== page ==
Innovator Insights: Joshi Herrmann on growing The Mill

Tom Trewinnard
Oct 26 · 3 min read

Fathm’s Innovator Insights series explores the bold steps taken by individuals and organisations seeking to increase value and improve quality in journalism, communications, and information sharing and identifies what we can learn from them.

In this edition we spoke to Joshi Herrmann, founder and publisher of The Mill, an amazing new local reporting project that provides in-depth reporting on Greater Manchester, and has recently launched sister publications in Sheffield and Liverpool. The Mill is funded by a growing community of “members” — of which I’m a proud member. As a Manc relocated to London, I find The Mill’s reporting offers a unique way to reconnect to my roots, and we think the approach and model is one that other publishers can learn a lot from. Thanks Joshi for sharing your insights!

Q. Why did you set up The Mill? What problem were you solving?

A. I wanted to try a completely new approach to local journalism — one that disposed with the need to cover dozens of stories every day and that instead focused on depth, nuance and good quality writing. Local journalism has been shrinking every year for the past 15 years, as it has rapidly lost the virtual monopoly it used to have on local advertising. So the quality of local media coverage is much worse in most areas than it was at the turn of the millennium and there are many fewer journalists employed.

I thought if we tried a new kind of reporting, tried funding it via subscriptions rather than ads and created a new brand that people can trust, we might have a chance of creating something valuable.

Q. What are the challenges or opportunities for member-driven local news organizations?

A. The challenge is the same challenge the wider industry has: revenue. Getting enough people to pay to cover the costs of having reporters and editors working properly on stories is hard. So far we’ve got more than 1000 paying members in Greater Manchester after a year, which I think is a really promising start. The opportunity is to create a media company that is much closer to its readers than mass-market websites that try to cater to everyone.

When your revenue comes from readers you have an incentive not to mislead them and to listen to what they care about.

That’s been huge for us — we know the names of dozens of our readers and meet and speak to them regularly.

Q. What has been the biggest lesson you’ve learned since launching the Mill?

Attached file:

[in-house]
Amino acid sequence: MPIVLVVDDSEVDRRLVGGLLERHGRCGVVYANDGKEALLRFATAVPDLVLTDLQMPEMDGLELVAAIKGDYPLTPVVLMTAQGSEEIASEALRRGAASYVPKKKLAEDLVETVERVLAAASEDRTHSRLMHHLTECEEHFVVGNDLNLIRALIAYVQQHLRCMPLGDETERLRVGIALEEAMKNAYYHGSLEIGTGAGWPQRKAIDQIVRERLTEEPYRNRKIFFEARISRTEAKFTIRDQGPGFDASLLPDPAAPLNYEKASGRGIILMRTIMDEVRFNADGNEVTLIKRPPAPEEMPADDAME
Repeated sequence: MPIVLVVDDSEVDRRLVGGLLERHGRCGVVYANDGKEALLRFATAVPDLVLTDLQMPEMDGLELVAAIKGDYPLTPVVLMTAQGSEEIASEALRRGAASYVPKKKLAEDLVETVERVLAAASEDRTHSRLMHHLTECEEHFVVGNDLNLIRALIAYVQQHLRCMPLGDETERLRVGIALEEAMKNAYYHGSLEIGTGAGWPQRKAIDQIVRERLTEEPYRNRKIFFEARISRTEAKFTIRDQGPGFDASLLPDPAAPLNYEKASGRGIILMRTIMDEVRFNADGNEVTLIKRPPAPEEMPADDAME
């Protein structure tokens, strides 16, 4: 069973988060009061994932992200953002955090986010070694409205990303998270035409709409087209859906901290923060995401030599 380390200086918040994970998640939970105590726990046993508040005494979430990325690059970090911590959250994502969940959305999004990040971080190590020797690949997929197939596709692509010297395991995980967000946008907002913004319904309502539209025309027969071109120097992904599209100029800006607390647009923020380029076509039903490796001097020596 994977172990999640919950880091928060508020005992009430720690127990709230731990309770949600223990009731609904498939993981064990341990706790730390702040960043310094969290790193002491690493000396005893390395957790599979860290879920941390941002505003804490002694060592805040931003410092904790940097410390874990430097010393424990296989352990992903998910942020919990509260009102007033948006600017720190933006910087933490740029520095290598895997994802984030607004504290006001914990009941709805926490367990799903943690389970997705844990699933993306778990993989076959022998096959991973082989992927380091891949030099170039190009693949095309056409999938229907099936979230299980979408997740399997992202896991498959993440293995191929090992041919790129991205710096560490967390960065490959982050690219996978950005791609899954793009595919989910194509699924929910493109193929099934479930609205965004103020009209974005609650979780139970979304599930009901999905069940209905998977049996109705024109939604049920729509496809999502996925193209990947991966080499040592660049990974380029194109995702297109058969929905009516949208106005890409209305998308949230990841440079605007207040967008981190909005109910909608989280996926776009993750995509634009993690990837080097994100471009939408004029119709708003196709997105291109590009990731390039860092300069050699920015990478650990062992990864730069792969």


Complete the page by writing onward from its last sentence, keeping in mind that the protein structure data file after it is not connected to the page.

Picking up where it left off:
A. Be honest with people about what you’re capable of. When I went on my first holiday, I just emailed my members and said: ‘I won’t be publishing this week so I can take some time off’ and they responded amazingly. No one cancelled. People like honesty and knowing a site is run by a real person.

Q. How have audiences responded to your style and range of reporting?

A. They have responded really well. I think what we’re doing is quite unusual — we’ve created a news organisation that leads with features rather than news. Some of them are about ‘hard news’ topics, but our normal format is a feature of about 1,500 words, and many are much longer. It’s a format that allows you to convey human depth, proper detail and different perspectives within a story.

Q. How has COVID-19 impacted your work?

A. I started The Mill during the first lockdown, so I’ve never been doing it without Covid going on in the background. Readers were telling me that our Covid updates, which were very data-led and the opposite of tabloid sensationalism, were valuable to them. So I hope we’ve provided a useful service.

Q. What’s next for the Mill? Where do you go from here?

A. I want The Mill to be able to work without me — we have a brand new team of young writers and they are already publishing some amazing stuff. But I want this to be an organism that isn’t reliant on me and that is financially sustainable over the long term. That’s the big goal.

At Fathm we think a lot about sustainable revenue for reporting — if you’d like to know more or join a cohort of peers thinking about similar challenges, find out more about our Revenue Development Lab, led by Corinne Podger.